|Emil Zatopek was simply the most remarkable athlete in the history of long distance running. Born and raised in Czechoslovakia, a country with little running history, he was a self-made man who conquered the world. In the 1952 Helsinki Olympics, Zatopek won the magic distance triple-the 5000 meters, the 10,000 meters and the marathon, setting Olympic records in all three. The marathon was his first, and his time of 2:23:04 was a world best for an out-and-back course. As the second finisher came into the stadium 2 1/2 minutes behind him, Zatopek was happily chatting with his wife Dana (gold medalist in the javelin) and munching on an apple, while the air reverberated with the cheer "Za-to-pek! Za-to-pek!"
Zatopek's method was the interval system, though he apparently knew nothing of Gerschler and Reindell when he adopted it. His own common sense led him to intervals; he eventually proved that they worked for marathoners as well as for the 400-/800-meter runners that Harbig represented. Zatopek says he began running repeated, fast 100-meter sprints when he realized long, steady training runs could not instill the speed that competition requires. At first, people thought he was crazy. "You can't train for 5000 meters by running the 100," they argued quite logically. "True," Zatopek acknowledged, "unless I run 100 meters 50 times," which he proceeded to do while the other Czech distance runners looked on in amazement.
So revolutionary was Zatopek's training, so astonishing its intensity, and so phenomenal his racing results, that word of his daily regimen quickly outstripped its actuality. It was widely rumored that he was doing 60x400 meters in 60 seconds, a workout that almost surely surpasses man's ability, as more than one world-class runner discovered in trying to duplicate it. Yet when people saw him racing, they were willing to believe almost anything. The sight of Zatopek on the track was positively riveting. No one has given freer vent to racing's agony. He tilted his head, furrowed his brow, wagged his tongue out of his mouth, rolled his shoulders, twisted his arms across his body, and appeared on the brink of an epileptic seizure. Red Smith wrote that spectators "still wake up screaming in the dark when Emil the Terrible goes writhing through their dreams, clawing at his abdomen in horrible extremities of pain." Few noticed that his running form was perfect from the waist down.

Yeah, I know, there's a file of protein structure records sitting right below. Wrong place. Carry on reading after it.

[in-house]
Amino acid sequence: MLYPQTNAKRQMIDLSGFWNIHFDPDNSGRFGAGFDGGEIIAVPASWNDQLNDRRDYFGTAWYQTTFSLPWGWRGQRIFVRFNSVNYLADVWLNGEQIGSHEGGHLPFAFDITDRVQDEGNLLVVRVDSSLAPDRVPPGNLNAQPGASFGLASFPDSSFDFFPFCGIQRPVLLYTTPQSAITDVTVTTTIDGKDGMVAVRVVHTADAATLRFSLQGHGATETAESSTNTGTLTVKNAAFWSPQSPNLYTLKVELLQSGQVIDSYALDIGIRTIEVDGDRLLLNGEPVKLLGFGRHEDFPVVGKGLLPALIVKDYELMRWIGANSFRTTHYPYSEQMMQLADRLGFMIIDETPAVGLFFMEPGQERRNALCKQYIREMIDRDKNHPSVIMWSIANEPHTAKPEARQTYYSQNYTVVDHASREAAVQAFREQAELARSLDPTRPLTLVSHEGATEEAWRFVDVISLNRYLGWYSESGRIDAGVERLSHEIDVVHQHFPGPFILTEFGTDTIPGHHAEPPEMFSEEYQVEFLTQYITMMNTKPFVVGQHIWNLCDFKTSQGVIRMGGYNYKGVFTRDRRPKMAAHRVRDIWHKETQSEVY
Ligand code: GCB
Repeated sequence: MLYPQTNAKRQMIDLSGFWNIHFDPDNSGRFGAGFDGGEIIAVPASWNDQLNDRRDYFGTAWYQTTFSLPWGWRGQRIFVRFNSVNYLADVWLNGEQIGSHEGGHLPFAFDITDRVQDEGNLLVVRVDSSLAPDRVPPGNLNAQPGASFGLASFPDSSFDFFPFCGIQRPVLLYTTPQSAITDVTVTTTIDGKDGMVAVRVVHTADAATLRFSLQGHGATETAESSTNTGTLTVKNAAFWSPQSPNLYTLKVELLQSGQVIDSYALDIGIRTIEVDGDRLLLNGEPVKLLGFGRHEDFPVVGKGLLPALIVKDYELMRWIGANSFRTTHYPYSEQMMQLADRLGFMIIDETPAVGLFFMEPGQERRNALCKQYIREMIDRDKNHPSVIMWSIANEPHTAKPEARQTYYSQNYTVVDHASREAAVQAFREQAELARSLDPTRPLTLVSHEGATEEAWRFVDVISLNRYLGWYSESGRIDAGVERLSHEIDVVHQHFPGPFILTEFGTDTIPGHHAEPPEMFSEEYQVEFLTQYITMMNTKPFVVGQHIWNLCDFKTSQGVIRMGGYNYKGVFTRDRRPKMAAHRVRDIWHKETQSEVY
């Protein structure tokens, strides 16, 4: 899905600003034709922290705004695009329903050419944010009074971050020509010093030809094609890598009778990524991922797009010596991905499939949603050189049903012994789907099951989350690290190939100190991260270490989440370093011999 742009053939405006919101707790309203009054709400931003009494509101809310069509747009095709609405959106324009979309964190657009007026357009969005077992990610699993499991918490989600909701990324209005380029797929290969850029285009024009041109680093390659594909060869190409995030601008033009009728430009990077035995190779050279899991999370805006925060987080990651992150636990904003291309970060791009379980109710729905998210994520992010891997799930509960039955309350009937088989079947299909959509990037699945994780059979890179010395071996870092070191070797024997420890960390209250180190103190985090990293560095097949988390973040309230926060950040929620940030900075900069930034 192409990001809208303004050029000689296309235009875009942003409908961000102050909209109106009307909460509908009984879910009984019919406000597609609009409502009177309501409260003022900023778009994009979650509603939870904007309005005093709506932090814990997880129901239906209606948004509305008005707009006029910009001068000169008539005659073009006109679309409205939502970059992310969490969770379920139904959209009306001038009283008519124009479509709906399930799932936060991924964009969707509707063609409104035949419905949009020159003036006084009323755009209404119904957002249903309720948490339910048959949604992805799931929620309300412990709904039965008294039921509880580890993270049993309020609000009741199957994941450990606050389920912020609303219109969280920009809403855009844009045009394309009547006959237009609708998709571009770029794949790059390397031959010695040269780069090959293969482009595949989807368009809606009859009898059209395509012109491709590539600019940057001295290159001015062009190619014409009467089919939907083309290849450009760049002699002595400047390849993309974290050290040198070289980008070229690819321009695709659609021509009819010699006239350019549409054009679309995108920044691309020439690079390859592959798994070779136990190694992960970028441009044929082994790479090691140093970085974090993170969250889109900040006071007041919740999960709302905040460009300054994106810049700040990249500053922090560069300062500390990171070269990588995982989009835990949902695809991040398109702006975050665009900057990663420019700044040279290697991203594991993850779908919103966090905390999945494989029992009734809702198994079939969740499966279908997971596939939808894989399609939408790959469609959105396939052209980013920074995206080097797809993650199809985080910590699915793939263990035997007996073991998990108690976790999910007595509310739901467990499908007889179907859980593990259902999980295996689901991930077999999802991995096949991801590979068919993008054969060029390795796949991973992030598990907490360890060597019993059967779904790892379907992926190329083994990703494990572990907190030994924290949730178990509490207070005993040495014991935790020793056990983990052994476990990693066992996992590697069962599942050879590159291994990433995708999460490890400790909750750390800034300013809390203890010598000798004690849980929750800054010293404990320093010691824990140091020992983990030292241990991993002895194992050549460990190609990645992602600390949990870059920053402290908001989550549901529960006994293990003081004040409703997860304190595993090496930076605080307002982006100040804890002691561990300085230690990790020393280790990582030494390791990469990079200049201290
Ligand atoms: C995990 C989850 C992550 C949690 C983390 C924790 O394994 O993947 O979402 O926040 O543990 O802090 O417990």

Even today, much contradictory information persists about Zatopek's training. We know for certain that he trained prodigiously and largely on the track, but without a stopwatch and certainly not at anything approaching a 60-second pace. In fact, by the standards of today's track training, much of his running would be considered quite slow.
It was the quantity of Zatopek's interval training that produced results. His training for the 1948 London Olympic Games, in which he won the 10,000 meters, consisted of daily workouts of 5 x 200 meters, 20 x 400 meters and 5 x200 meters. Immediately prior to the London Games, Zatopek reportedly ran 60 x 400 meters for 10 days in a row. Four years later, feeling that he needed even more training to ensure a triple victory in Helsinki, Zatopek began running 5 x 100 meters, 20 x 400 meters and 5 x 100 meters twice a day.
If the training sounds repetitious and boring, Zatopek's approach was anything but. Interval training appealed to him because he found it infinitely variable. He tried hundreds of different combinations of repeats, distances and speeds before he settled on the ones that best suited him. He was willing to experiment with all manner of training. He would run through knee-deep snow in his army boots, he would sprint from telephone pole to telephone pole holding his breath, he would run with Dana on his shoulders (which resulted in his suffering a hernia condition). He was a human dynamo off the track and on. Gordon Pirie, who idolized him, once visited Emil and Dana at their home. "These two used to romp like children or like beautiful young animals in their perfect fitness of body," he wrote. "Once, in fun, he threw her into a stream. Unfortunately, her foot hit a rock and she broke an ankle. I have seen him and his wife hurling a javelin full-tilt toward each other. The trick was to catch it in the air above their heads and return it as fast as possible. A dangerous game, and they Loved it.
"One secret of his success was that he never let himself get bored. He would jog for hours on the same spot, reading a book or listening to the radio. Everything was fun to him. On wash days at home he piled all the dirty clothes in the bath and then ran on them for hours. His mind was always as active as his body."
Ultimately, the specifics of Zatopek's training are less important than his spirit and determination. He won because he was unwilling to acknowledge boundaries. He pushed training for distance running light-years beyond anyone before him, saw it not as drudgery but as a daily experiment, and raised it to the level of art. Typically, Zatopek found nothing unusual about his abilities or his training. His philosophy was as matter-of-fact as it was Promethean. "When a person trains once, nothing happens," he said. "When a person forces himself to do a thing a hundred or a thousand times, then he certainly has developed in ways more than physical. Is it raining? That doesn't matter. Am I tired? That doesn't matter, either. Then willpower becomes no longer a problem."
Since the day Emil Zatopek toed the 10,000-meter starting line at the 1948 Olympics, distance running has not been the same. Such a sweeping statement can be made of no other man.|